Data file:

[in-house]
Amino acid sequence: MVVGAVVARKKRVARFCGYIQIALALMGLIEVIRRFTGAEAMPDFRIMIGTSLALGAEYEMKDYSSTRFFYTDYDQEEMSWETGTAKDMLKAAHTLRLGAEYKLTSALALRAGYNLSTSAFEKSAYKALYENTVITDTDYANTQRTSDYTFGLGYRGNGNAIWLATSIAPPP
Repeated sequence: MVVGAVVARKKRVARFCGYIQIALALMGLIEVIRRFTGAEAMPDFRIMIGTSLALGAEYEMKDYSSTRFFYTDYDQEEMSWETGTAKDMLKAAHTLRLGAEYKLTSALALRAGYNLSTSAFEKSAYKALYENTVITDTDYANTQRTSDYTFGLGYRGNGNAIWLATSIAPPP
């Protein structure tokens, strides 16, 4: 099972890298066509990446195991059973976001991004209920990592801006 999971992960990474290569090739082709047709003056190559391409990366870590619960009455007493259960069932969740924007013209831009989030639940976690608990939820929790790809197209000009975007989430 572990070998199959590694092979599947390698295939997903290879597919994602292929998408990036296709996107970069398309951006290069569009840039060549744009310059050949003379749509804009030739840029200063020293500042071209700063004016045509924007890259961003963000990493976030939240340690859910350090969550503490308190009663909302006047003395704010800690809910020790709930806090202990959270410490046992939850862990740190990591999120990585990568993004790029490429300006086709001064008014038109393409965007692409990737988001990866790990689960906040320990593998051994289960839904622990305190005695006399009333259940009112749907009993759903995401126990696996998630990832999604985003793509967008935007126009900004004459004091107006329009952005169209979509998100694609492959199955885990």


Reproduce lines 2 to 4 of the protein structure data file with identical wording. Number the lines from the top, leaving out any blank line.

Amino acid sequence: MVVGAVVARKKRVARFCGYIQIALALMGLIEVIRRFTGAEAMPDFRIMIGTSLALGAEYEMKDYSSTRFFYTDYDQEEMSWETGTAKDMLKAAHTLRLGAEYKLTSALALRAGYNLSTSAFEKSAYKALYENTVITDTDYANTQRTSDYTFGLGYRGNGNAIWLATSIAPPP
Repeated sequence: MVVGAVVARKKRVARFCGYIQIALALMGLIEVIRRFTGAEAMPDFRIMIGTSLALGAEYEMKDYSSTRFFYTDYDQEEMSWETGTAKDMLKAAHTLRLGAEYKLTSALALRAGYNLSTSAFEKSAYKALYENTVITDTDYANTQRTSDYTFGLGYRGNGNAIWLATSIAPPP
């Protein structure tokens, strides 16, 4: 099972890298066509990446195991059973976001991004209920990592801006 999971992960990474290569090739082709047709003056190559391409990366870590619960009455007493259960069932969740924007013209831009989030639940976690608990939820929790790809197209000009975007989430 572990070998199959590694092979599947390698295939997903290879597919994602292929998408990036296709996107970069398309951006290069569009840039060549744009310059050949003379749509804009030739840029200063020293500042071209700063004016045509924007890259961003963000990493976030939240340690859910350090969550503490308190009663909302006047003395704010800690809910020790709930806090202990959270410490046992939850862990740190990591999120990585990568993004790029490429300006086709001064008014038109393409965007692409990737988001990866790990689960906040320990593998051994289960839904622990305190005695006399009333259940009112749907009993759903995401126990696996998630990832999604985003793509967008935007126009900004004459004091107006329009952005169209979509998100694609492959199955885990």